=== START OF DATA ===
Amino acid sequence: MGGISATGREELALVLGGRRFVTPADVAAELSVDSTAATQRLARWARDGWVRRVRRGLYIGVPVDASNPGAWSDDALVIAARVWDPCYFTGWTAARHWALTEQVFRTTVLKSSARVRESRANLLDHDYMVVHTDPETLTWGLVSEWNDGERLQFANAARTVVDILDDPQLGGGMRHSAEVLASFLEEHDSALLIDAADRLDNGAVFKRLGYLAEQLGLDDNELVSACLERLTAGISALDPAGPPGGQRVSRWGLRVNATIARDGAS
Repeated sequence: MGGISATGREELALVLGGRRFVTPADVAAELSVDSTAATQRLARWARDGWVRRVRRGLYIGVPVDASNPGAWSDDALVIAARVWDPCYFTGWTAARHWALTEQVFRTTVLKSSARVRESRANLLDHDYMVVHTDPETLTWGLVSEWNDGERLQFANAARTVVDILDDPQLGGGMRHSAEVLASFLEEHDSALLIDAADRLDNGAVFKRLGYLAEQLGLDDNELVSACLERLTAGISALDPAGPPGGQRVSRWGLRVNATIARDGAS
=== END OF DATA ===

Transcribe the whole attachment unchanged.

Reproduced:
Amino acid sequence: MGGISATGREELALVLGGRRFVTPADVAAELSVDSTAATQRLARWARDGWVRRVRRGLYIGVPVDASNPGAWSDDALVIAARVWDPCYFTGWTAARHWALTEQVFRTTVLKSSARVRESRANLLDHDYMVVHTDPETLTWGLVSEWNDGERLQFANAARTVVDILDDPQLGGGMRHSAEVLASFLEEHDSALLIDAADRLDNGAVFKRLGYLAEQLGLDDNELVSACLERLTAGISALDPAGPPGGQRVSRWGLRVNATIARDGAS
Repeated sequence: MGGISATGREELALVLGGRRFVTPADVAAELSVDSTAATQRLARWARDGWVRRVRRGLYIGVPVDASNPGAWSDDALVIAARVWDPCYFTGWTAARHWALTEQVFRTTVLKSSARVRESRANLLDHDYMVVHTDPETLTWGLVSEWNDGERLQFANAARTVVDILDDPQLGGGMRHSAEVLASFLEEHDSALLIDAADRLDNGAVFKRLGYLAEQLGLDDNELVSACLERLTAGISALDPAGPPGGQRVSRWGLRVNATIARDGAS